derive_rollup_chain(l1_blockchain) -> rollup_blockchain

Optimism's block derivation function is designed such that it:

  • Requires no state other than what is easily accessible using L1 and L2 execution engine APIs.
  • Supports sequencers and sequencer consensus.
  • Is resilient to sequencer censorship.

Epochs and the Sequencing Window

The rollup chain is subdivided into epochs. There is a 1:1 correspondence between L1 block numbers and epoch numbers.

For L1 block number n, there is a corresponding rollup epoch n which can only be derived after a sequencing window worth of blocks has passed, i.e. after L1 block number n + SEQUENCING_WINDOW_SIZE is added to the L1 chain.

Each epoch contains at least one block. Every block in the epoch contains an L1 info transaction which contains contextual information about L1 such as the block hash and timestamp. The first block in the epoch also contains all deposits initiated via the OptimismPortal contract on L1. All L2 blocks can also contain sequenced transactions, i.e. transactions submitted directly to the sequencer.

Whenever the sequencer creates a new L2 block for a given epoch, it must submit it to L1 as part of a batch, within the epoch's sequencing window (i.e. the batch must land before L1 block n + SEQUENCING_WINDOW_SIZE). These batches are (along with the TransactionDeposited L1 events) what allows the derivation of the L2 chain from the L1 chain.

The sequencer does not need for a L2 block to be batch-submitted to L1 in order to build on top of it. In fact, batches typically contain multiple L2 blocks worth of sequenced transactions. This is what enables fast transaction confirmations on the sequencer.

Since transaction batches for a given epoch can be submitted anywhere within the sequencing window, verifiers must search all blocks within the window for transaction batches. This protects against the uncertainty of transaction inclusion of L1. This uncertainty is also why we need the sequencing window in the first place: otherwise the sequencer could retroactively add blocks to an old epoch, and validators wouldn't know when they can finalize an epoch.

The sequencing window also prevents censorship by the sequencer: deposits made on a given L1 block will be included in the L2 chain at worst after SEQUENCING_WINDOW_SIZE L1 blocks have passed.

The following diagram describes this relationship, and how L2 blocks are derived from L1 blocks (L1 info transactions have been elided):

Epochs and Sequencing Windows

Block Derivation Loop

A sub-component of the rollup node called the rollup driver is actually responsible for performing block derivation. The rollup driver is essentially an infinite loop that runs the block derivation function. For each epoch, the block derivation function performs the following steps:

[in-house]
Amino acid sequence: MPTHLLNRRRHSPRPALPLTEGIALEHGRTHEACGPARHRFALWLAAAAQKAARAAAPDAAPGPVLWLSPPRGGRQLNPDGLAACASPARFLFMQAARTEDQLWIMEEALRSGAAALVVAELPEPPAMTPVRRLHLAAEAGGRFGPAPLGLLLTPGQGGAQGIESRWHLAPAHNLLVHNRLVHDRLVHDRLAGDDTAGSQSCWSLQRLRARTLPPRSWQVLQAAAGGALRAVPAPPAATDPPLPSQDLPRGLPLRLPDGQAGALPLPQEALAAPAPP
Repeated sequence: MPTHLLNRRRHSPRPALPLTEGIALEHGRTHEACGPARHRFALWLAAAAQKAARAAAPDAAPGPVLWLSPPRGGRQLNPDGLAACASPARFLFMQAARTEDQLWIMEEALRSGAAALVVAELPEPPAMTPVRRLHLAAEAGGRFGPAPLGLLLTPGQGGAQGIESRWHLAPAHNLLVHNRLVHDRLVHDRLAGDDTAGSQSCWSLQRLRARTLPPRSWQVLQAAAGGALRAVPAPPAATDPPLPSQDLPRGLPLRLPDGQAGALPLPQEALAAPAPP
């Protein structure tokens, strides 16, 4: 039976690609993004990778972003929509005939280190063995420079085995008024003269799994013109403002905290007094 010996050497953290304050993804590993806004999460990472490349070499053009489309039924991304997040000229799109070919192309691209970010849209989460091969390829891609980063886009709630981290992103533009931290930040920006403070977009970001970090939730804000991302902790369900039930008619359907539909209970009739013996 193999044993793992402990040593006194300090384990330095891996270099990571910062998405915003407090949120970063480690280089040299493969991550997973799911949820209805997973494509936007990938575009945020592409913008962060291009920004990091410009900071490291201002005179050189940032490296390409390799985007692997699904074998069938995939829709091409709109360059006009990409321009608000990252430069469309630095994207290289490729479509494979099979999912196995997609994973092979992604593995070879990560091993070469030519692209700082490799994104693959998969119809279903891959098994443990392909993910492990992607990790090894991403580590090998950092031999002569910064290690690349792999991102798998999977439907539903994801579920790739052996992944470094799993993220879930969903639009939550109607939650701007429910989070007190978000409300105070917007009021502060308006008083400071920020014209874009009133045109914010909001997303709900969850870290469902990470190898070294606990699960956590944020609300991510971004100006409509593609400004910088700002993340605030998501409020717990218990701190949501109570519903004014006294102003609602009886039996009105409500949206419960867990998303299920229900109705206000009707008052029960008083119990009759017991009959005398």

1. Downloads deposit and transaction batch data for each block in the sequencing window.
  2. Converts the deposit and transaction batch data into payload attributes for the Engine API.
  3. Submits the payload attributes to the Engine API, where they are converted into blocks and added to the canonical chain.

This process is then repeated with incrementing epochs until the tip of L1 is reached.

Engine API

The rollup driver doesn't actually create blocks. Instead, it directs the execution engine to do so via the Engine API. For each iteration of the block derivation loop described above, the rollup driver will craft a payload attributes object and send it to the execution engine. The execution engine will then convert the payload attributes object into a block, and add it to the chain. The basic sequence of the rollup driver is as follows:

  1. Call fork choice updated with the payload attributes object. We'll skip over the details of the fork choice state parameter for now - just know that one of its fields is the L2 chain's headBlockHash, and that it is set to the block hash of the tip of the L2 chain. The Engine API returns a payload ID.
  2. Call get payload with the payload ID returned in step 1. The engine API returns a payload object that includes a block hash as one of its fields.
  3. Call new payload with the payload returned in step 2. (Ectone blocks, must use V3, pre-Ecotone blocks MUST use the V2 version)
  4. Call fork choice updated with the fork choice parameter's headBlockHash set to the block hash returned in step 2. The tip of the L2 chain is now the block created in step 1.

The swimlane diagram below visualizes the process:

Engine API